TORONTO – Using crowdsourced data for foodborne outbreak investigations can work but poses a number of challenges, according to a session at the International Association for Food Protection (IAFP) conference.

Jennifer Beal, from the U.S. Food and Drug Administration and Laura Gieraltowski, from the U.S. Centers for Disease Control and Prevention gave the U.S. perspective while Anna Manore, of the Public Health Agency of Canada spoke about the practice in Canada.

Social networking websites like Twitter, Facebook, and Reddit focused on foodborne illness reporting such as Some forums including and Yelp, allow people to share details of symptoms, illnesses, or experiences with food products, companies, or brands and retail or dining locations.

However, because these platforms are open, posts vary widely in format and content. These inconsistencies can make it difficult to determine the accuracy of information and to interpret the data. Anonymous posts can also make further investigation with consumers challenging.

Crowdsourced data use in outbreak investigations
Public health professionals and food regulators are evaluating these tools to determine their usefulness in outbreak investigations. 

Setting the scene, Ben Chapman, from North Carolina State University, said crowdsourcing could be used as part of early warning systems and contribute to real-time monitoring of food safety hazards.

Benefits include increased or enhanced data collection, community engagement, a deeper view on certain situations, and a cost-effective approach to data collection.

Chapman said ProMED-mail was likely the first example of crowdsourcing in the field of public health while posts on Twitter and have played roles in identifying outbreaks.

However, he warned about “armchair epidemiology” and separating out “noise” from useable information. Other negatives include data quality, privacy concerns, participant biases, bots on social media and misinformation skewing data.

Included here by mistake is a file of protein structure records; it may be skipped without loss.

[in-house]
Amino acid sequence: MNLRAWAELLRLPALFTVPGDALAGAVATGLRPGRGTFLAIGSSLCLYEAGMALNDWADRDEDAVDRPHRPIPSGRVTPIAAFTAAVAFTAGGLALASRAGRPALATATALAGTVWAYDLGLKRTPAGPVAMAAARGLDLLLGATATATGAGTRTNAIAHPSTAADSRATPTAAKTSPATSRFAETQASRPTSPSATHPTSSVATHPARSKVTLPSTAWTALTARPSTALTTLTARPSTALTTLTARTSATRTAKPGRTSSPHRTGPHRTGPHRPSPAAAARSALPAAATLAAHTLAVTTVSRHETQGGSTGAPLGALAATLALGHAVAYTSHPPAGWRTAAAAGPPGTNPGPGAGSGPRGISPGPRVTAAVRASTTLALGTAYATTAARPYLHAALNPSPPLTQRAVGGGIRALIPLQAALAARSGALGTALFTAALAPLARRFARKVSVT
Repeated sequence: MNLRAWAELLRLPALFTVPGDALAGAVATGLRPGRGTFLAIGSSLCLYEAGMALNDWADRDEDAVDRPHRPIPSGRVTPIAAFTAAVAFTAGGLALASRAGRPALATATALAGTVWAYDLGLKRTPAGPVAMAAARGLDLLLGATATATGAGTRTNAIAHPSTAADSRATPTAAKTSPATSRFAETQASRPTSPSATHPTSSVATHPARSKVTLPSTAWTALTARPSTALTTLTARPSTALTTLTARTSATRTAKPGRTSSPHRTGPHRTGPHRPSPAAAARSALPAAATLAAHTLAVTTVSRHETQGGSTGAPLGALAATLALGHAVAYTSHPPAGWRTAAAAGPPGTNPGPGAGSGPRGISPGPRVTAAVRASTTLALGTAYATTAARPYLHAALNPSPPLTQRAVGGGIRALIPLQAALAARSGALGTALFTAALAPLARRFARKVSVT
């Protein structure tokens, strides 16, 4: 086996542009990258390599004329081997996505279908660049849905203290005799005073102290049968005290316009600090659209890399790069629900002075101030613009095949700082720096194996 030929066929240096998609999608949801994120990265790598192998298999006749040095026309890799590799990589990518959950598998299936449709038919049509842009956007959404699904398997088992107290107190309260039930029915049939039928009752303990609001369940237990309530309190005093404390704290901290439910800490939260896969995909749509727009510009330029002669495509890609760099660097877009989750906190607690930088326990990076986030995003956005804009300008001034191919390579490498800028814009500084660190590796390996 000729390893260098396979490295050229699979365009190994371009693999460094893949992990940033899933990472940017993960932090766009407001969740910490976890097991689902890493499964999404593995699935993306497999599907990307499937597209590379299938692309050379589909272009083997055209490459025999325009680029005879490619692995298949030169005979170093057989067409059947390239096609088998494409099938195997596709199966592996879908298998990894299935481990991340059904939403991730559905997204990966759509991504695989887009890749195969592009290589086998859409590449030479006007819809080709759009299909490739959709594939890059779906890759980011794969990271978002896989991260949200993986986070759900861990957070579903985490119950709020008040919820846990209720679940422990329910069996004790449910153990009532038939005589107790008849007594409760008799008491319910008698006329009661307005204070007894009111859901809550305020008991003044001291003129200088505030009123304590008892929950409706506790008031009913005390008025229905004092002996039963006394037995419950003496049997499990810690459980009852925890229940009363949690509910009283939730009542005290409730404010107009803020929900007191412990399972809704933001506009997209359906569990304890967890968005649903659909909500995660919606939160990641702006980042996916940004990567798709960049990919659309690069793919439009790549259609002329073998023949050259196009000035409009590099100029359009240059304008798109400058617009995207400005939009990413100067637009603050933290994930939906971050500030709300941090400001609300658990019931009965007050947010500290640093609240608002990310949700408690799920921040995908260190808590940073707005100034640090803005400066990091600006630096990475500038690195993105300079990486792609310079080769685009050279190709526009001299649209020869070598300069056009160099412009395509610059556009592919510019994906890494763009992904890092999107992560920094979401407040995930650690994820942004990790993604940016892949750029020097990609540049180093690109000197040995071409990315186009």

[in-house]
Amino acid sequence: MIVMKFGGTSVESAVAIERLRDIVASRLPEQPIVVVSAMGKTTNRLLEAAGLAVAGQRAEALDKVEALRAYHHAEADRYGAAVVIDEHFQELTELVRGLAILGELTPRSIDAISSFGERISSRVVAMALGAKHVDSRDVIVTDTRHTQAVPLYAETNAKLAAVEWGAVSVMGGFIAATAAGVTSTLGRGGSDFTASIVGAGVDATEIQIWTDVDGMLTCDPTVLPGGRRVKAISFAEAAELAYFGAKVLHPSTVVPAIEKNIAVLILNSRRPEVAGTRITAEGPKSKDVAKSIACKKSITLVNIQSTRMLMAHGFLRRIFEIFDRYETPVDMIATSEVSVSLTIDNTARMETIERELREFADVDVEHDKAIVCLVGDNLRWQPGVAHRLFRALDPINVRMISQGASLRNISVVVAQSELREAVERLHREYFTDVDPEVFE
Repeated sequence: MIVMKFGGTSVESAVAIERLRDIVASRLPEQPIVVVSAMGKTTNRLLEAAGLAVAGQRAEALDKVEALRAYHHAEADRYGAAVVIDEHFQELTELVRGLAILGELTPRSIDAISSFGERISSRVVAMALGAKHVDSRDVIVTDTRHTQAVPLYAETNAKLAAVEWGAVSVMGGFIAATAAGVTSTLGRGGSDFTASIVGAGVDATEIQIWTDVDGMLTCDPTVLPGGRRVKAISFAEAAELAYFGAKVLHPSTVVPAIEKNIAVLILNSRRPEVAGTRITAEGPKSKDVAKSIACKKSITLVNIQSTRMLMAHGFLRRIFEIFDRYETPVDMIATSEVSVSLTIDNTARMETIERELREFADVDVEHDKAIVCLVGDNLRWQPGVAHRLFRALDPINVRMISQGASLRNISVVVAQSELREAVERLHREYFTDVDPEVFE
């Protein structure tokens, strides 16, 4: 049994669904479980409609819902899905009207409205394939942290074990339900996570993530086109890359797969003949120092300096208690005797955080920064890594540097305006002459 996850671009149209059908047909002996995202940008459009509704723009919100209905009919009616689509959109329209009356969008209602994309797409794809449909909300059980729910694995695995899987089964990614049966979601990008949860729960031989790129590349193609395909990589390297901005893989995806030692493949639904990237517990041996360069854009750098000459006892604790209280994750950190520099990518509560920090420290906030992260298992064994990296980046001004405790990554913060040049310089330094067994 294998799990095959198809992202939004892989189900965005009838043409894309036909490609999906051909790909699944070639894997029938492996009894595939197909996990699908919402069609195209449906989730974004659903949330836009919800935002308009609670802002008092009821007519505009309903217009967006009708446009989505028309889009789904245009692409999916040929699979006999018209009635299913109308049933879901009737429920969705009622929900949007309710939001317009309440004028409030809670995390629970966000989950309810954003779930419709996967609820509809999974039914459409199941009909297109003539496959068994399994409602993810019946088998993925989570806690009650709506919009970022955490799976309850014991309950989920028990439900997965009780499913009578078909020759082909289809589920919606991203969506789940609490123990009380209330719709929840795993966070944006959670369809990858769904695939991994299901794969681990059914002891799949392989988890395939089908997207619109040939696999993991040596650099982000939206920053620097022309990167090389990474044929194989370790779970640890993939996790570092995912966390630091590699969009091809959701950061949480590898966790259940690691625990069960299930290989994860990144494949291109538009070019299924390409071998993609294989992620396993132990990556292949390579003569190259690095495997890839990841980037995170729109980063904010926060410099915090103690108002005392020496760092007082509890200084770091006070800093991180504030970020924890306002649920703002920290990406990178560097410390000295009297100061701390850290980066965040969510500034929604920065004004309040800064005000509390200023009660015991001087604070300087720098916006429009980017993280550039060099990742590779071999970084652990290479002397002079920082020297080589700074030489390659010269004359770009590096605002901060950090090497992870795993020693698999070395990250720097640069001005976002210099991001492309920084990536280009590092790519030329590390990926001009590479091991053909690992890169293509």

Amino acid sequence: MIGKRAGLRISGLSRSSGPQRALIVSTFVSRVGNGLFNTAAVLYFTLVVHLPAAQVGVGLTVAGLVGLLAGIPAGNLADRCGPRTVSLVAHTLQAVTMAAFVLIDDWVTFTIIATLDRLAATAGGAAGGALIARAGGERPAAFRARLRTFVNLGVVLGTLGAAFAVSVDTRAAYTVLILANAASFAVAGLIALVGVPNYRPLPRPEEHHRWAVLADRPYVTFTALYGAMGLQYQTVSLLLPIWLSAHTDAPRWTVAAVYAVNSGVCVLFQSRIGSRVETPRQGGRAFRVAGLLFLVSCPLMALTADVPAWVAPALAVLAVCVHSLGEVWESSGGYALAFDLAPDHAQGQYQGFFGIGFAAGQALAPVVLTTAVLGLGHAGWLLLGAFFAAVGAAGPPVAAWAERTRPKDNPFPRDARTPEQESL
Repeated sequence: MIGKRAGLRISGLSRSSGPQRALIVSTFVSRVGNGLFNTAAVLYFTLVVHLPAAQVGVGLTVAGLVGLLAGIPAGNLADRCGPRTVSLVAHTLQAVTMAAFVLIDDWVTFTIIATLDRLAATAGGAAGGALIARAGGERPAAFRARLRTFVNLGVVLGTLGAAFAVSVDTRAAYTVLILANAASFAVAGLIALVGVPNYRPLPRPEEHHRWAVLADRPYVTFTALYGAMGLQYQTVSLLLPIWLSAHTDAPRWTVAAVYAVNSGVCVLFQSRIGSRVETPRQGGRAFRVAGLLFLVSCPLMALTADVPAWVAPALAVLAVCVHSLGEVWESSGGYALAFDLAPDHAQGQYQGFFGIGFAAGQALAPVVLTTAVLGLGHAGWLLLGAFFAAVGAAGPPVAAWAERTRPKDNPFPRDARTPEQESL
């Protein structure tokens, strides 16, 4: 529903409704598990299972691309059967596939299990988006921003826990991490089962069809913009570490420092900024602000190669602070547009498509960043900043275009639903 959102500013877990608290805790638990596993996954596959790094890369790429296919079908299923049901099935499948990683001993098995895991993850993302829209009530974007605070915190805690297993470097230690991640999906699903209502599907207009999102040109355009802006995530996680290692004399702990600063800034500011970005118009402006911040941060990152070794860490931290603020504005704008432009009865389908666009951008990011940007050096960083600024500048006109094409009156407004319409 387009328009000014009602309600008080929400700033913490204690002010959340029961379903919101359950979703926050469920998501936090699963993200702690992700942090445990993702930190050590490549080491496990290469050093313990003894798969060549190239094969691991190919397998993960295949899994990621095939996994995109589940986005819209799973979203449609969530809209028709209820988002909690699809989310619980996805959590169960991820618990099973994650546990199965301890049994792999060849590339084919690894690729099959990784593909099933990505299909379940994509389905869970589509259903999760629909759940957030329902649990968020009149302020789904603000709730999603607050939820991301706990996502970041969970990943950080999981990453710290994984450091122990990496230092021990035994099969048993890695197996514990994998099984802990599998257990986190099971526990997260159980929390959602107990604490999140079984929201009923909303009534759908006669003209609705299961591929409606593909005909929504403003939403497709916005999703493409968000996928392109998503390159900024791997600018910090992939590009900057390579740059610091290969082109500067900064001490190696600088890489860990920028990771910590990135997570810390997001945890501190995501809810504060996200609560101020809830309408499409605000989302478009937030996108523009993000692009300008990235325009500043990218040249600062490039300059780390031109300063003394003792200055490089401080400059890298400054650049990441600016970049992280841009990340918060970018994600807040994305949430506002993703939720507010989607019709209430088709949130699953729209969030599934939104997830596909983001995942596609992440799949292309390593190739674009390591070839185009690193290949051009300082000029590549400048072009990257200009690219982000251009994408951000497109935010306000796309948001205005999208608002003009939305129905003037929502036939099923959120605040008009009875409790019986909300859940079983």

Chapman added it was important to look at as many data sources as possible, depending on the question that needs to be answered. Crowdsourced data is a tool to signal things that might not have been caught before and then resources can be allocated to see if it is a real problem.

General Mills cereal example
Beal and Gieraltowski talked through the challenges via four stages including the case definition and identification of a cluster, confirming an outbreak vehicle, implementing control measures and communicating unknowns, using an example of people reporting illness on after eating Lucky Charms cereal in 2022.

Beal said crowdsourced data turns the normal process upside down as CDC traditionally leads epidemiological investigations but it is the FDA that heads-up the investigation for crowdsourced or non-traditional data types.

One issue is epidemiological data is not standardized as it is provided by complainants, there are also questions around identifying the vehicle, the agent involved and contact with the company.

Beal said FDA was unsure what to tell General Mills, which hampered the firm’s ability to find out what was happening, as there was limited lot code information and variability in symptoms made it hard to know what testing to do.

She added the public scrutiny that often accompanies such incidents adds urgency but people tend to think it was the last thing they ate that made them sick. Also, if they saw others saying Lucky Charms made them sick, they could assume it was the cereal that also made them ill.

Manore presented the use of online surveys in two outbreak investigations.

The first was Salmonella Newport in 2018 and confirmed what Foodbook had told health officials, that the incident was linked to red onions. Foodbook is a survey that was done to describe what foods Canadians eat over a seven-day period to inform outbreak investigation and response.

The second was an outbreak of Salmonella Enteritidis in 2019. Two foods were of interest: frozen fish and mixed fruit cups but they were not asked about in Foodbook. However, it was later found the epidemic was caused by contaminated imported frozen profiteroles.

She said this shows online surveys require careful consideration and their use must be considered alongside other available evidence from epidemiological, food safety and traceback and lab investigations. 

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